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Unformatted text preview: C HAPTER 9 C HEMICAL C ALCULATIONS AND C HEMICAL F ORMULAS 329 n order to explore and make use of the seemingly limitless changes that matter can undergo, chemists and chemistry students often need to answer questions that begin with, How much ? The research chemist who is developing a new cancer drug wants to know, How much radioactive boron10 do I need to make 5 g of the drug? At a chemical plant where the fat substitute Olestra is manufactured from white sugar and vegetable oil, a business manager asks a chemist, How much sucrose and cottonseed oil should I order if we need to produce 500 Mg of Olestra per day? In an experiment for a chemistry course you are taking, you might be asked, How much magnesium oxide can be formed from the reaction of your measured mass of magnesium with the oxygen in the air? This chapter and the chapters that follow provide you with the tools necessary to answer these questions and many others like them. 9.1 A Typical Problem 9.2 Relating Moles to Number of Particles 9.3 Molar Mass and Chemical Compounds 9.4 Relationships Between Masses of Elements and Compounds 9.5 Determination of Empirical and Molecular Formulas Write or recognize the definition of isotope. (Section 2.4) Describe the general structure of molecular and ionic compounds. (Sections 3.3 and 3.5) Convert between the names of compounds and their chemical formulas. (Section 5.3) Report the answers to calculations to the correct number of significant figures. (Section 8.2) Use percentages as conversion factors. (Section 8.4) Make unit conversions. (Section 8.5) All of these people ask questions that begin, How much...? Review Skills The presentation of information in this chapter assumes that you can already perform the tasks listed below. You can test your readiness to proceed by answering the Review Questions at the end of the chapter. This might also be a good time to read the Chapter Objectives, which precede the Review Questions. 9.1 A Typical Problem 1 To avoid potential confusion, the states( s ), ( l ), ( g ), and ( aq )are not mentioned in equations describing industrial reactions in Chapters 9 and 10. Many industrial reactions are run at temperatures and pressures under which the states of substances differ from what would be expected at room temperatures and pressures. For example, the Ca 3 (PO 4 ) 2 in the first equation on this page is a solid under normal conditions but a liquid at 2000 C; SiO 2 is also solid under normal conditions but a glass (or semisolid) at 2000 C. Imagine you are a chemist at a company that makes phosphoric acid, H 3 PO 4 , for use in the production of fertilizers, detergents, and pharmaceuticals. The goal for your department is to produce 84.0% H 3 PO 4 (and 16.0% water) in the last stage of a three step process known as the furnace method. (We will be using the furnace method as a source of practical examples throughout this chapter and in Chapter 10.) The first step in the furnace method is the extraction of phosphorus from phosphate...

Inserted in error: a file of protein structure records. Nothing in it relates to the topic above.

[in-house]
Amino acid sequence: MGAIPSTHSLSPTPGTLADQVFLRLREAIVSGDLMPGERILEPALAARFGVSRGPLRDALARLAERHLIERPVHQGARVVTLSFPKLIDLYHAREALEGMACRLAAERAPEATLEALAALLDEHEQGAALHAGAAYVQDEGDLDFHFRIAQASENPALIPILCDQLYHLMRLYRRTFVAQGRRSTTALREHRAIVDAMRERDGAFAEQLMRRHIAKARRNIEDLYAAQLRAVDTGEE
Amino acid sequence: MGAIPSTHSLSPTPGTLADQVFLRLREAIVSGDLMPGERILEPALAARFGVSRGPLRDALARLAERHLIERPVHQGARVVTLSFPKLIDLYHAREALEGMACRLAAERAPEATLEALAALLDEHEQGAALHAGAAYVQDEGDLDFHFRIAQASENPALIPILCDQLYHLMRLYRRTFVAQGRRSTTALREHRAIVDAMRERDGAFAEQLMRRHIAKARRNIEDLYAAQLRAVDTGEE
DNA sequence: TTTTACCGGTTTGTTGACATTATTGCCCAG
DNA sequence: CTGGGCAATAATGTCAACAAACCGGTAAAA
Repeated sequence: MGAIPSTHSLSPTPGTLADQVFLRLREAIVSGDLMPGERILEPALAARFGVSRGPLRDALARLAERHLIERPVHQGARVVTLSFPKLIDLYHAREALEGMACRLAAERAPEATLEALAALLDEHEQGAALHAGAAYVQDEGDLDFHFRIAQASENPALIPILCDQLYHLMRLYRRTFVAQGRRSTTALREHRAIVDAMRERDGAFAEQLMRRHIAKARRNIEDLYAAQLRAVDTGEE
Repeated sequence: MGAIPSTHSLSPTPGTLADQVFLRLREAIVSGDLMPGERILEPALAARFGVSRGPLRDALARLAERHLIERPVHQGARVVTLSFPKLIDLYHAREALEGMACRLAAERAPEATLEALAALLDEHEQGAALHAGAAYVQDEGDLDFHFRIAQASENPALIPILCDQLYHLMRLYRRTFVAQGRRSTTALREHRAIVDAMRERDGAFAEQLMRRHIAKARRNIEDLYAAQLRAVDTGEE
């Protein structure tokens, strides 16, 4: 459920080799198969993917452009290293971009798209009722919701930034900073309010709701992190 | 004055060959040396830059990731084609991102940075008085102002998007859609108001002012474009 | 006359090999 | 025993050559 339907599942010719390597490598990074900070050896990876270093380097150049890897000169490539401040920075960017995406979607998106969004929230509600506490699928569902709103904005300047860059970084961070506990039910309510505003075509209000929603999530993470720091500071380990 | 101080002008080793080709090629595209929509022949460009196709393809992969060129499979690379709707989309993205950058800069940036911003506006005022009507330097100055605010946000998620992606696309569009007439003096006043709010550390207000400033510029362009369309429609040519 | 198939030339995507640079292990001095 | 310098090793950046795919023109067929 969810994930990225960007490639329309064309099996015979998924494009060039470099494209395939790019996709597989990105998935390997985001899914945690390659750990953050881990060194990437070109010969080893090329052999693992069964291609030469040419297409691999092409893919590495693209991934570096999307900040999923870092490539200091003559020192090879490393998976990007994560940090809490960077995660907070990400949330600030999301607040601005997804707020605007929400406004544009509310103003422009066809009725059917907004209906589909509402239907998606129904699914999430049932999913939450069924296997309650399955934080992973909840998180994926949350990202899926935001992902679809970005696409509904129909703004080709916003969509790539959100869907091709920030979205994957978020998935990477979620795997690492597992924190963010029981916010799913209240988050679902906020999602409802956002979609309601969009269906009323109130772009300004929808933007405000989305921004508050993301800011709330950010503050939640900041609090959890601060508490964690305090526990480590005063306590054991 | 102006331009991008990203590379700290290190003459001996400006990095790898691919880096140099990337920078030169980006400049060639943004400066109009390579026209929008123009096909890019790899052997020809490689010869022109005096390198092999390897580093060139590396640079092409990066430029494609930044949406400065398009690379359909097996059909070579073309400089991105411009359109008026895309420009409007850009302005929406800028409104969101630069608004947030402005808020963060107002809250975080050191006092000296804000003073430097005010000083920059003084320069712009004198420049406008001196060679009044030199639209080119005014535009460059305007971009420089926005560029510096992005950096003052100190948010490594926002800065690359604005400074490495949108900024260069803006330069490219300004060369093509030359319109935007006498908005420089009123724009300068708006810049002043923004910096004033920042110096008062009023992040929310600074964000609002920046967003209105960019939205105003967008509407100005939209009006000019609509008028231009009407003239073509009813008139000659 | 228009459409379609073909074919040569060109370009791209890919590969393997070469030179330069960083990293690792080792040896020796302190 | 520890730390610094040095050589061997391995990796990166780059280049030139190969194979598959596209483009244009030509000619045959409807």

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- Fall '06